Over the passed few weeks we have watched myths and madness prevail in much of the discussion around Victoria's decision to go mandatory with an electronic ID system.
I am all for open conversation on the topic, but what becomes frustrating is the inaccuracies conveyed by those having the most to say. So let's have open conversation, but let's make sure it is accurate and well informed, and not simply hearsay or even worse, scaremongering.
We are still awaiting announcements around official business rules for the introduction of the system, but expect them sometime in the coming weeks given that the consultation period is now over. So in the meantime, as an independent member of the sheep industry with experience in the technology, the following are a few points of clarification relating to the proposed introduction of EID in Victoria.
MYTH - "Farmers won't be able to deal with the technology, and will need to buy too much equipment"
They don't need to. The only change for a Victorian farmer will be that they need to apply a different tag at lamb marking. Unless they want to use the technology for themselves on-farm, there will be absolutely no requirement to do anything different other than apply the EID tag.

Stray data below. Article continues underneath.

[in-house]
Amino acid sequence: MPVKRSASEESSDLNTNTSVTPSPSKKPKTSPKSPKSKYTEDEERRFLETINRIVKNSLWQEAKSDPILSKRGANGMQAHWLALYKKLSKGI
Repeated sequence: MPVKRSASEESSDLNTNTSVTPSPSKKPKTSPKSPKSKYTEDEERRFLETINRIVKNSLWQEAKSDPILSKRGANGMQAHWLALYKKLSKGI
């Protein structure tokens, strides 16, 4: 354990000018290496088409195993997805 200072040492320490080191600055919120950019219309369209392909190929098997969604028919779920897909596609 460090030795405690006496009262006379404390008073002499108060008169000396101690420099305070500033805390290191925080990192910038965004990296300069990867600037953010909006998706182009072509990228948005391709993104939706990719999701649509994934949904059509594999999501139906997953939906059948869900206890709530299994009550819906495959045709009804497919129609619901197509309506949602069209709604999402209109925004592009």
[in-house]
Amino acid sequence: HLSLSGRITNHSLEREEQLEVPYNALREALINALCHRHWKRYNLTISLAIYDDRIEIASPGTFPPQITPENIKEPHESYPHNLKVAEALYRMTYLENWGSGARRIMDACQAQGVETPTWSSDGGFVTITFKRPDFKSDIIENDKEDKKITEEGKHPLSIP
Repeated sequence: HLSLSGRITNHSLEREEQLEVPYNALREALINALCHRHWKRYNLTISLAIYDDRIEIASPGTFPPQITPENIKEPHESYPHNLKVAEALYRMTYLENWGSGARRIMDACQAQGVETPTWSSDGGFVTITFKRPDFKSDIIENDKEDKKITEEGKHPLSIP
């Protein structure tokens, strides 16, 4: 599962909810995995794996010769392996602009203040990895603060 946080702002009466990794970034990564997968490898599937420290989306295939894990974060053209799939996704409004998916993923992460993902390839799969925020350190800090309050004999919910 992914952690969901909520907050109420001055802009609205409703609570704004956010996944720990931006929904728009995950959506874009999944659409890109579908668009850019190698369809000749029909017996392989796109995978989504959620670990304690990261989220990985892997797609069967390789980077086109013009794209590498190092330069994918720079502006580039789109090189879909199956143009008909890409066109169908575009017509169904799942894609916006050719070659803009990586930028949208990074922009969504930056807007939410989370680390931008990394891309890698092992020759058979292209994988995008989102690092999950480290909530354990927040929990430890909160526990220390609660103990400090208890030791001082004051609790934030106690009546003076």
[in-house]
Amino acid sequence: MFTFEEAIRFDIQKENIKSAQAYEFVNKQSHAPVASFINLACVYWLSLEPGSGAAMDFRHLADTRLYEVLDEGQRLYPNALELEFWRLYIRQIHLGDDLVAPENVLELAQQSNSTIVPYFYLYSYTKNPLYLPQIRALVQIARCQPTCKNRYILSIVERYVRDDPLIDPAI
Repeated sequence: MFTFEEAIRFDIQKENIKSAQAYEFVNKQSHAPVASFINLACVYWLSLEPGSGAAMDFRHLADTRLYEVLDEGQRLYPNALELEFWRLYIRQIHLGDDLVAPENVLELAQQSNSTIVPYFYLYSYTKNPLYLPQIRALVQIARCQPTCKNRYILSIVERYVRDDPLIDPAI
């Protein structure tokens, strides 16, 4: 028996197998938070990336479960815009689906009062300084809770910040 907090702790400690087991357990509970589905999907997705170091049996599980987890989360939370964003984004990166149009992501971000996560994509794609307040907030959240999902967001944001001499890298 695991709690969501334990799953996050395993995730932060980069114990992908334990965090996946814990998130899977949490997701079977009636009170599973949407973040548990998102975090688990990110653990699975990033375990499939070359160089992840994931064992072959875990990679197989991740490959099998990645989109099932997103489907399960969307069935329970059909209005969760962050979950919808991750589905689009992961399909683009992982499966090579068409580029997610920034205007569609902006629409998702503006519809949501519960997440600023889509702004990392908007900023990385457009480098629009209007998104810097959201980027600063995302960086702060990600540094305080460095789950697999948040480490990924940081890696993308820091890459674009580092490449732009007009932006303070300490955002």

MYTH - "inherent risks in the proposed system and the potential damage to national traceability and market access are too serious to be ignored”.
Current System - Nationally the traceability system requires sheep to carry a tag printed with a PIC number. Sheep coming into Victoria are required to carry this tag. Sheep going out of Victoria are required to carry this tag.
New EID System - will require sheep coming into Victoria to carry a tag with a PIC number printed on it, and sheep within Victoria and those leaving Victoria will require an Electronic Tag which also has a PIC number printed on it. The difference between Victoria and other states will simply be that automated electronic recording systems will also capture electronic information in Victorian saleyards, abbattoirs and property to property sales.
This is in no way damaging the existing systems, it is enhancing them.
MYTH - "Victoria should have waited for a national approach"
This would absolutely have been the best outcome. I don't think you would find a single person that would disagree with this. But we don't live in Disneyland, and sometimes the fairy tale outcome is simply that, a fairy tale. I genuinely believe that if the industry waited for a national approach, it wouldn't happen in my lifetime (and I intend to live for a while yet!) unless there was a serious disease or market access issue which drove an instantaneous response. Should an entire industry travel at the pace of the slowest participant?
MYTH - "We don't need it"
Are you kidding? I am interested to know how many of the people making this claim genuinely understand the need for a robust traceability system. If as an industry we want to continue to enjoy the high prices we have experienced over the last few years, then we need to do all we can to protect our status, and promote the reliability of our systems. Not wait for the proverbial to hit the fan at some stage, and then decide our current systems aren't robust enough to provide the rapid response desired.
MYTH - "Mob based is fine"